BUSINESS SERVICE BUREAU, INC. v. WEBSTER No. 4-98-0070.
698 N.E.2d 702 (1998)
298 Ill. App.3d 257
232 Ill.Dec. 611
BUSINESS SERVICE BUREAU, INC., Plaintiff-Appellee, v. Angela WEBSTER, Defendant-Appellant.
Appellate Court of Illinois, Fourth District.
Decided August 5, 1998.
Sherman J. Brown, Champaign, for Business Service Bureau, Inc.
Justice COOK delivered the opinion of the court:
In March 1995, defendant Angela Webster received ambulance services from Arrow Medical Services (Arrow) and was billed $454. Webster became delinquent on the account and Arrow assigned the debt to plaintiff Business Service Bureau, Inc. (Bureau), a licensed debt collection agency. In July 1997, the Bureau sued Webster for collection of the debt. Webster filed a motion to dismiss, arguing that the alleged assignment did not comply with the Collection Agency Act (Act) (225 ILCS 425/8b (West 1996)). The court denied the motion and entered judgment in favor of the Bureau for $454 plus costs. Webster appeals. We reverse.
The purported assignment document from Arrow to the Bureau stated:
The document had a date at the top of the paper that read "03/07/1997." At the bottom of the document, Rita Allen, an agent of Arrow, had signed the document. Underneath her signature was written, "[s]igned and sworn to before me this 13th day of March 1997." The document was notarized and specified Webster's account as the one being assigned.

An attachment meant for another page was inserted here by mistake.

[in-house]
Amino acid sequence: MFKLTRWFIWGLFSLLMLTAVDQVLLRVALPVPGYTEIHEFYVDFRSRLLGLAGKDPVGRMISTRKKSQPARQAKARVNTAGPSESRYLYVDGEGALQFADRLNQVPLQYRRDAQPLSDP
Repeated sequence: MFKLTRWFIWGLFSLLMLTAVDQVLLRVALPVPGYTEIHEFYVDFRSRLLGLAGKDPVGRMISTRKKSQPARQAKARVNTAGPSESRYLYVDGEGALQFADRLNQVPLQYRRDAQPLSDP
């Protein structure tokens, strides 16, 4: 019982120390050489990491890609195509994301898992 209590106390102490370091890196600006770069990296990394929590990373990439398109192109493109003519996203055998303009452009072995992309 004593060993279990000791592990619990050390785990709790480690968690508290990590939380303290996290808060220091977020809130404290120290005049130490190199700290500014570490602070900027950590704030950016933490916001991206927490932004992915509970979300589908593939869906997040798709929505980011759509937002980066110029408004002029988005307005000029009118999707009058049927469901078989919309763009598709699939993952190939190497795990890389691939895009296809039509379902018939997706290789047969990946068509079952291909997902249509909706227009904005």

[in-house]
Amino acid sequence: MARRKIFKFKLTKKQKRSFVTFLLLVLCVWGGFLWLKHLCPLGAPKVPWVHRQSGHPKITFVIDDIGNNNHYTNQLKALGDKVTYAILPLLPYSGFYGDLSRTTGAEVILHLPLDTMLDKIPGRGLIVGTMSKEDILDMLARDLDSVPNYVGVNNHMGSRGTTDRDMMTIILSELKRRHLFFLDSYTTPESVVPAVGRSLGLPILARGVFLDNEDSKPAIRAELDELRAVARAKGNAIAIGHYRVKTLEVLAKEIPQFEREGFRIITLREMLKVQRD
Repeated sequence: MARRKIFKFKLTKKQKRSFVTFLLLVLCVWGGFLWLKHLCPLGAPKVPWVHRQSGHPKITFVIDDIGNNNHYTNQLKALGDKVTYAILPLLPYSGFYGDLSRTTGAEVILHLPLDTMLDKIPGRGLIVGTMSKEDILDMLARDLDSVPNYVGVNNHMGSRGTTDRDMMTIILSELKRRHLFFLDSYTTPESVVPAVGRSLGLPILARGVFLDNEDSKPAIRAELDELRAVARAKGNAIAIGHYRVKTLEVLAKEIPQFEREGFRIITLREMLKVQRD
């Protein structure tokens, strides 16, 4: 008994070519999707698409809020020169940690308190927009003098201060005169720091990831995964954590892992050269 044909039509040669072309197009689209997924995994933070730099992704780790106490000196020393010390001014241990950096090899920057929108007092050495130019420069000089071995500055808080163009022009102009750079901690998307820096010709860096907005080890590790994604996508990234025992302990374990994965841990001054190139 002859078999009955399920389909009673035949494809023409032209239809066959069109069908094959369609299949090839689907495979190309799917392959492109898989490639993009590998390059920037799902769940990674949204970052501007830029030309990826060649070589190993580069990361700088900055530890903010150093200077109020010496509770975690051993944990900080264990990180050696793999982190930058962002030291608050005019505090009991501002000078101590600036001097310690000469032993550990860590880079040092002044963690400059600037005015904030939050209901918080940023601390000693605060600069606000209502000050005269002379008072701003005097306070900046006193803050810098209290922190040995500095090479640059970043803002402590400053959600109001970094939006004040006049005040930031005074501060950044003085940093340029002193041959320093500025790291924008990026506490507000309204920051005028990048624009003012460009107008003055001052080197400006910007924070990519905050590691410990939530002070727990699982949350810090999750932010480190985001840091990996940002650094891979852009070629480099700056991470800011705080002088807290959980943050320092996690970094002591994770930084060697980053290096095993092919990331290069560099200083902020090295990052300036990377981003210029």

Section 8b(a) of the Act states that an account may be assigned to a collection agency, provided: "The document manifesting the assignment shall specifically state and include: (i) the effective date of the assignment; and (ii) the consideration for the assignment." 225 ILCS 425/8b(a)(i), (a)(ii) (West 1996). Section 8b(e) states: "No litigation shall commence in the name of the licensee as plaintiff unless * * * there is an assignment of the account that satisfies the requirements of this Section." 225 ILCS 425/8b(e) (West 1996).
Webster contends the assignment was invalid because it did not specify the effective date of the assignment. Instead, it contains two dates, neither of which "specifically states" the "effective date of assignment." Also, Webster argues the assignment fails to specify the consideration for the assignment. The instrument merely states "[for] valuable consideration of an agreed to percentage * * *." Webster argues this violates the plain language and meaning of the statute, which states the parties are required to declare what the consideration is.
Moreover, the assignment agreement does not specifically state the consideration. The assignment agreement stated the consideration was "an agreed to percentage of the amount collected." Theoretically, this "agreed to" percentage could be anything from 100% to 0%. This description of the consideration is tantamount to stating nothing and can hardly be called "specific." The agreement failed to meet this requirement of the statute and the trial court's judgment must be reversed.
Our holding is consistent with the language of the Act. The language of the statute is the best indication of the legislature's intent. Solich v. George and Anna Portes Cancer Prevention Center of Chicago, Inc., 158 Ill.2d 76, 81,
Our holding is also consistent with the policy of the Act. Concerns have been expressed about assignments of choses in action. At early common law, the doctrines of champerty and maintenance prohibited altogether the assignment of choses in action in order to prevent multiple and useless lawsuits as enterprises and speculations. In re Marriage of Malec,
GREEN and McCULLOUGH, JJ., concur.
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